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The thought of your imminent mortality and the future of your health is an illuminating realization that likely motivates you to consider estate planning. A recent study concluded that only 33% of Americans have some form of an estate plan in place in the event of a health emergency or their passing. Having a personalized document to cater to the distribution of your estate seems to be viewed as an activity only for the elderly or those with large quantities of wealth to distribute.

At Hughes Legacy Law PLLC, our staff of dedicated and knowledgeable attorneys are here to positively influence your ideas surrounding estate planning. Having an experienced Alexandria estate planning attorney to guide you through the planning process with care and compassion is not only beneficial to your family members, and friends, but significantly reduces your own anxiety and fear about the process.

Components of Estate Planning

One of the easiest ways to alleviate anxiety surrounding estate planning is to learn how it works and what it includes. Preparing a plan for your assets makes the process of handling the loss of a loved one less overwhelming. Estate planning includes but is not limited to, the following:

A Last Will and Testament

At its simplest definition, a last will and testament specifies how you would like to divide and distribute your property and assets among designated family and friends after you pass away. If you have minor children (under the age of 18), the will should also name their legal guardians. There are two types of wills: simple wills and testamentary trust wills. A simple will says that your property, after the payment of taxes and expenses, shall be divided among your designated recipients and then distributed to them to own as they please.

Testamentary trust wills place your assets into a “trust” with conditions outlining how those assets will be disbursed, at what interval, and to whom. A named “trustee” will manage your assets for you after your passing. Whereas a pilot is responsible for flying and landing the plane for the benefit of the passengers, the trustee is responsible for managing your assets for the benefit of your named beneficiaries.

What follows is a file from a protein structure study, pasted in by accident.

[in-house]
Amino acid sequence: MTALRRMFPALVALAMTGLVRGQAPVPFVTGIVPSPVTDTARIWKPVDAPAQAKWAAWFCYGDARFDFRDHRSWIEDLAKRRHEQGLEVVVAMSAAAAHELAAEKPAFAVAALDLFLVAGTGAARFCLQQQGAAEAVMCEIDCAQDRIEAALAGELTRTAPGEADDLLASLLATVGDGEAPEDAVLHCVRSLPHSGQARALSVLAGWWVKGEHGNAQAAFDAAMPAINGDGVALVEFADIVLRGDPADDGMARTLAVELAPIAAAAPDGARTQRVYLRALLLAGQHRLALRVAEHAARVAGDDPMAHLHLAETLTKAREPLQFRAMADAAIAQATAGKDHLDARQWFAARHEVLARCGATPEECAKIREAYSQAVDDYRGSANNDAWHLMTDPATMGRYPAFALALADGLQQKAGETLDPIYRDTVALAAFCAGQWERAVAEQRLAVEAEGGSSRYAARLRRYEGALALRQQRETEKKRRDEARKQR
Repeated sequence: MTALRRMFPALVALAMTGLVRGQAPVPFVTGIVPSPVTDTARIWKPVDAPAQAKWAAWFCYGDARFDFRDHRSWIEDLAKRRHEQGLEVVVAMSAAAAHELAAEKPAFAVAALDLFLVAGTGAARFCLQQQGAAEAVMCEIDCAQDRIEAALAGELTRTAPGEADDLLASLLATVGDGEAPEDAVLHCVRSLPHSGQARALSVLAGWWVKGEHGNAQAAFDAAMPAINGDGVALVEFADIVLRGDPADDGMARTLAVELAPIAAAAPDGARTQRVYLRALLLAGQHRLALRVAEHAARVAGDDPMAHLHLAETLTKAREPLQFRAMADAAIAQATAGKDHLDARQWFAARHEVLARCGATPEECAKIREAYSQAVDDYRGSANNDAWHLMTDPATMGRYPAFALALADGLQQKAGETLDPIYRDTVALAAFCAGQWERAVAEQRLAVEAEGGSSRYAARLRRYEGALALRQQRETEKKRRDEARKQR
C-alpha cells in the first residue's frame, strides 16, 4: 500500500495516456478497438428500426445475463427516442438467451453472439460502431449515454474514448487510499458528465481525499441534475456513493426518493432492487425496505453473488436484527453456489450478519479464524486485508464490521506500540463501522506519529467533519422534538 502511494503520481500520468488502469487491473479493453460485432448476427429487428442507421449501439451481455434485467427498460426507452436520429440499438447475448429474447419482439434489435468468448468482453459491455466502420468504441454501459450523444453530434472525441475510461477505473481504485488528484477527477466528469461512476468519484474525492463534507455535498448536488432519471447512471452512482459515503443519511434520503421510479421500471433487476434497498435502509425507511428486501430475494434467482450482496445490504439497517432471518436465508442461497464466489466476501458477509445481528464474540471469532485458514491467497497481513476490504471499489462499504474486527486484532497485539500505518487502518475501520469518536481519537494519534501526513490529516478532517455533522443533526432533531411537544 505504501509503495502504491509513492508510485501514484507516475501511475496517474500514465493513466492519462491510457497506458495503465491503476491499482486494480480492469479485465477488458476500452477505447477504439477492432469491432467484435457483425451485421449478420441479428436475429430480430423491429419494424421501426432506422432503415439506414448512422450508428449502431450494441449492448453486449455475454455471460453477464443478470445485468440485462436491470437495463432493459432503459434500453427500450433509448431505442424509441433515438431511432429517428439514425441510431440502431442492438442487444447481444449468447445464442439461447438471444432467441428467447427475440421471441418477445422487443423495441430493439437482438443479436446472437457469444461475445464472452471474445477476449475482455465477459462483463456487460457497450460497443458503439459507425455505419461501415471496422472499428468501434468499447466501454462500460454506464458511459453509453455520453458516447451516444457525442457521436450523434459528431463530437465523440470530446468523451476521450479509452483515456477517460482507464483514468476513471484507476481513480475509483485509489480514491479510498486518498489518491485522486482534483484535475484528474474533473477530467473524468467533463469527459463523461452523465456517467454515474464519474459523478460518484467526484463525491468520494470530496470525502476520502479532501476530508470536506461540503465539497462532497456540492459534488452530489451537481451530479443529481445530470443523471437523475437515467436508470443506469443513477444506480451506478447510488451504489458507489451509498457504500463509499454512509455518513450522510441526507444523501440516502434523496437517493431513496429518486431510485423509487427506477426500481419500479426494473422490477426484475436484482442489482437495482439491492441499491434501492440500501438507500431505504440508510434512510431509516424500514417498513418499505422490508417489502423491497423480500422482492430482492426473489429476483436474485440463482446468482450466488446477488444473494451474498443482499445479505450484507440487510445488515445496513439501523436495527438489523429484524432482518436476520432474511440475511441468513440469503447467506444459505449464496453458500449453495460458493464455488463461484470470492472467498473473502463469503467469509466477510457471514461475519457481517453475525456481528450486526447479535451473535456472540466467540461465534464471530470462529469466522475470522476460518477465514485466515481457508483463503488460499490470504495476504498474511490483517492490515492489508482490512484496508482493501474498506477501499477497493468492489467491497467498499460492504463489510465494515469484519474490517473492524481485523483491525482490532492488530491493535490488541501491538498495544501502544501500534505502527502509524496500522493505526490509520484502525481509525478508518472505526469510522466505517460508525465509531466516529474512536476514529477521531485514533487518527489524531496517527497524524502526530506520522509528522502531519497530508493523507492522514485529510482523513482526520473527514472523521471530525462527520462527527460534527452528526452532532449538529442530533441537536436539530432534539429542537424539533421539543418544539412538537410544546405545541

A trust is a fiduciary arrangement that transfers assets from you, the grantor, to the trustee by set terms. There are several types of trusts that are separate from a will. These include special purpose trusts, special need trusts, and charitable trusts. Trusts provide protection from probate and give beneficiaries access to your assets more quickly than a testamentary trust that is contained within your will. Most clients typically choose between a joint trust, created by spouses, or individual trusts. Determining which type of trust document is most appropriate for you and your family depends on your family and financial circumstances and your attorney will assist you in making your choice.

Power of Attorney

A power of attorney (POA) is document that legally authorizes an “agent” to act on behalf of another (“the principal”). There are two types of powers of attorney, general and limited. A general power of attorney gives broad authority whereas a limited one only gives authority to do those things specifically noted. Powers of attorney are usually durable (they take effect at the time you sign them and typically remain in effect if the principal becomes incapacitated) or springing (they take effect when you later become “disabled”). Most POAs cover medical and/or financial duties. These duties include, but are not limited to bill payment, investment decisions, tax return preparation, and management of real estate and finances.

Having a power of attorney not only provides relief from stress and anxiety of the unknown future, but it gives your family clear and precise guidance during emotionally challenging times.


Estate planning provides you with a sense of ease in knowing that your friends and family will be taken care of and that your wishes will be fulfilled without contest. These individual(s) and/or entities you identify to receive or inherit your property upon your passing are referred to as “beneficiaries.” Beneficiaries can be any living person or even a trust, estate, or organization. You can even provide for your pets!

Estate plans are subject to change, as the circumstances of your life often do. With an attorney’s guidance, you can revisit and redefine your plan’s goals every couple of years, or after any major life change. 

Need Assistance with your Estate Planning? Hughes Legacy Law PLLC Is Here to Help

Relieve yourself and your family from the stress of the unknown–contact Hughes Legacy Law PLLC and connect with one of our compassionate estate planners today. With years of experience, we are here to guide you in mapping out your ideal future and preparing for any turns life may take.

Together we will devise an estate plan to help your family members when they need it the most. Get started today by calling (703) 977-1139 or fill out our online contact form. Our team looks forward to hearing from you!